I started my Linux life with RH7 then 9, and changed to FC2 then 4. Now I use Ubuntu (since 5.04) as my main distribution. I have found that Linux as a whole has improved by several orders of magnitude since the RH7 days, to the extent that returning to windows is almost physically painful. I test-drove vista the other day and was stunned at the features declaired "new" which linux sported for years.
Here's a much more fun comparison, between Aero (Vista) and Beryl (in Ubuntu).
... it is a bit unfair, as the Ubuntu demo would have required more setup than the Vista one, and Beryl does not ship with.
I do small-scale linux support professionally, my supported distros (ones I will suggest and install myself) are:
primarily: Ubuntu, OpenSUSE, Zenwalk
otherwise: Debian, Fedora, Slackware
OpenSUSE over fedora/RedHat in NZ since Novell have a physical presence in this country while RedHat and fedora project do not.
I used to offer Yoper as an interesting variant. It originates in NZ and has a remarkable turn of speed. Unfortunately, nobody wanted it. And I'll help with any... I have recently done two fedora core 6 installs to very new intel hardware which everything else choked on.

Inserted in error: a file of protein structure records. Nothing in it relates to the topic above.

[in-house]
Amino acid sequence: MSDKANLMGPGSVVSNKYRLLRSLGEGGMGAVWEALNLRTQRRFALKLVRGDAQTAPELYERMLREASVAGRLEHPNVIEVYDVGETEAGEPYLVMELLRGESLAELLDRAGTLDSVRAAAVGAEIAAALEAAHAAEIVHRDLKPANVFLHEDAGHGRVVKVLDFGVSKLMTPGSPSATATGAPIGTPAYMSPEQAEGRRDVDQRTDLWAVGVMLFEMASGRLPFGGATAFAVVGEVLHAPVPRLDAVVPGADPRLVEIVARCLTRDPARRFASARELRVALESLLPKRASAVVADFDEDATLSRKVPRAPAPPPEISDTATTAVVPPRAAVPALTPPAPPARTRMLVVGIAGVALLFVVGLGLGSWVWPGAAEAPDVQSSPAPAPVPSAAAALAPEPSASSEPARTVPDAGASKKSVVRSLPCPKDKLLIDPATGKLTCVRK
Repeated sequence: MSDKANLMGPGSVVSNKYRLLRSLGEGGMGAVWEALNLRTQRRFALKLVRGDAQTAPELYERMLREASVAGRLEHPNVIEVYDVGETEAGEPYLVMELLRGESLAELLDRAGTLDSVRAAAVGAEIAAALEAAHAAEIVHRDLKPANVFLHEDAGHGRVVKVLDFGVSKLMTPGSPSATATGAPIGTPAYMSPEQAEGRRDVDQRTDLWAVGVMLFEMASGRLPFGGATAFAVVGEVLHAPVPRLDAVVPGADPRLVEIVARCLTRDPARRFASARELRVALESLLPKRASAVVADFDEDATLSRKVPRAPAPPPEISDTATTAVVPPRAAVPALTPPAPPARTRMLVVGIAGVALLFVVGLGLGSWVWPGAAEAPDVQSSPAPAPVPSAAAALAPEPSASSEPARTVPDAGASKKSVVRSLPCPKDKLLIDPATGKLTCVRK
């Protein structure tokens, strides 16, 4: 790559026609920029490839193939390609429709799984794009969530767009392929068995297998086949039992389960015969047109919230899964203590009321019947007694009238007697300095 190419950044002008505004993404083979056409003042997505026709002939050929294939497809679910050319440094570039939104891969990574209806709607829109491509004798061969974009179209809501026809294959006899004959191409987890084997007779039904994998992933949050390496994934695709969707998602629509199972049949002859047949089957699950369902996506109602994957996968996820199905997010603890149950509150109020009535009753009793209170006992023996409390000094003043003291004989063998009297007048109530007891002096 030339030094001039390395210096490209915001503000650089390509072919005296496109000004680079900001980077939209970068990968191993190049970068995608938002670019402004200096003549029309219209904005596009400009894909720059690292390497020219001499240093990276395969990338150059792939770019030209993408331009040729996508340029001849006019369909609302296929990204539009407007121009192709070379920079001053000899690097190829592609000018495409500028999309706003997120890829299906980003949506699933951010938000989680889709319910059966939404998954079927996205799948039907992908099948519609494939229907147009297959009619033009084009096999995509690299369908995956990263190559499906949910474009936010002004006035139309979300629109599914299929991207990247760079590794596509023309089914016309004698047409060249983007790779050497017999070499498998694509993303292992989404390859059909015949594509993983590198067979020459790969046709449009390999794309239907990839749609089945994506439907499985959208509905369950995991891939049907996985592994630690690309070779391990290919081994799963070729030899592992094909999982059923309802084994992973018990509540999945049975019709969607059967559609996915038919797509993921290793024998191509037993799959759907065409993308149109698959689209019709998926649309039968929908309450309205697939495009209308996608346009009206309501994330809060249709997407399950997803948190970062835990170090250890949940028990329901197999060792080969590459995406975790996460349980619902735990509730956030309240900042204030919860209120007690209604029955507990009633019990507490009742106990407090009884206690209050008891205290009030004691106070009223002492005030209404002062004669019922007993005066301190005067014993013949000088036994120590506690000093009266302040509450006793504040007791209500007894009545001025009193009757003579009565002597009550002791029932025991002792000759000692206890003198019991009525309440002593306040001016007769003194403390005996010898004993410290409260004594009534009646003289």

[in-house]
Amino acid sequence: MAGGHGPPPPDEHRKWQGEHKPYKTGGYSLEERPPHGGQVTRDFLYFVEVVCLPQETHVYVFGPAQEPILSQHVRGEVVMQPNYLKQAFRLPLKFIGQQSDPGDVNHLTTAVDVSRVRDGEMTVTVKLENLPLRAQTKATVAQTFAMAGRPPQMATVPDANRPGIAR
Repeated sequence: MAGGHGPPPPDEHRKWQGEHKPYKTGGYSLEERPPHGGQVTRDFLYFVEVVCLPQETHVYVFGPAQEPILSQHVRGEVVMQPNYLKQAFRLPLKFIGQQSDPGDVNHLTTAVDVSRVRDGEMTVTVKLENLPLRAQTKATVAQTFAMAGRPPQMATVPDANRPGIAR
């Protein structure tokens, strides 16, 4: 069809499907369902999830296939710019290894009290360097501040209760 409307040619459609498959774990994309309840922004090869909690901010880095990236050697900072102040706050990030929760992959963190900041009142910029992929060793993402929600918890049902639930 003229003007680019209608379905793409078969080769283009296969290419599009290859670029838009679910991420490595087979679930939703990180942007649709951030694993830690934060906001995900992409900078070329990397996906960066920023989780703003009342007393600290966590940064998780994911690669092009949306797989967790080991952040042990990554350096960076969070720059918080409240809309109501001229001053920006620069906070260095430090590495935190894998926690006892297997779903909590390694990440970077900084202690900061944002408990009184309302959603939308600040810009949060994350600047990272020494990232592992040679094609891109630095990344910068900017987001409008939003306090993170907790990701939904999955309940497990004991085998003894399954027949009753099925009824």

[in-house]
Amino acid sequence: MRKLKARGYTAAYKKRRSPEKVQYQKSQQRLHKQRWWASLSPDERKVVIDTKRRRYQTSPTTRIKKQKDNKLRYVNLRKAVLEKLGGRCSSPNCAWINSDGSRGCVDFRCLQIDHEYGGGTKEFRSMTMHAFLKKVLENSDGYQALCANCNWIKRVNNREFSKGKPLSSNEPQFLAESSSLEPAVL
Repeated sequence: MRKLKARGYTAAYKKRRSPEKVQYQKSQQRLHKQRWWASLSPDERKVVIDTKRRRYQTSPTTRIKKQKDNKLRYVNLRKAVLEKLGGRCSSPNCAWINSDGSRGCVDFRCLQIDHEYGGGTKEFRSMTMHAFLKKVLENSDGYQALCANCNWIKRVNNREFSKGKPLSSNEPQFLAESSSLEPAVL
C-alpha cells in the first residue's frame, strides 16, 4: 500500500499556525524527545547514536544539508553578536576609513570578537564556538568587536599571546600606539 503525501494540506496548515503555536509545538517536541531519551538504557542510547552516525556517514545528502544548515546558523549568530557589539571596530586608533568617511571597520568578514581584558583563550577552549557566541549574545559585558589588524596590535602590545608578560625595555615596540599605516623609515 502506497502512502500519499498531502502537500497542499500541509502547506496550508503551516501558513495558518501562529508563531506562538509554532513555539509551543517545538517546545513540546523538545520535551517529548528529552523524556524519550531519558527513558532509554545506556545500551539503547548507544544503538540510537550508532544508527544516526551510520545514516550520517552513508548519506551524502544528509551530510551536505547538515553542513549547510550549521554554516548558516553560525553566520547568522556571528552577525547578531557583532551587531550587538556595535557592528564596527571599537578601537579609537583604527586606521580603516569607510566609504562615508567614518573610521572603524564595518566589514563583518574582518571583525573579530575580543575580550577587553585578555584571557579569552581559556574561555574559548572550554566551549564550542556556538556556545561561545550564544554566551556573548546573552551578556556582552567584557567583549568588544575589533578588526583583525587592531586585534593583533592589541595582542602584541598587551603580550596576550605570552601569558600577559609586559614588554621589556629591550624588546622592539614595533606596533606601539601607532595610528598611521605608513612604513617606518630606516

I have been watching, with interest, the responses of differing distributors to the pressure to ship with proprietary drivers/formats.
Users don't care about licences, they just want it to work on the "don't make me think" cycle. If the first thing the customer does is install proprietary drivers (as a matter of course) then the free software message would appear to be getting lost. (See how many help sites provide cut-and-paste instructions to install ATI or nVidia drivers, without discussion...)
Novell has responded by paying license fees, which has been criticised on many fronts (mostly for appearing to legitimise claims that software licences are valid and that linux is vulnerable to related lawsuits). However, OpenSUSE remains glob-free AFAIK.
Canonical, while currently not loading proprietary drivers by default, seem to be looking at including drivers where it is a case of working or not working. The driver loads with a popup spelling out the issues and asking if it is OK. This seems saner, as it directs user attention to the hardware vendors. How effective this will be is subject to debate.
debian, fedora etc firmly oppose proprietary drivers in their system. fedora has looked at including anti-proprietary measures in their distro kernels.
This has been coming for a long long time. I suspect policy on proprietary drivers will fast become a major distinguishing factor between distros.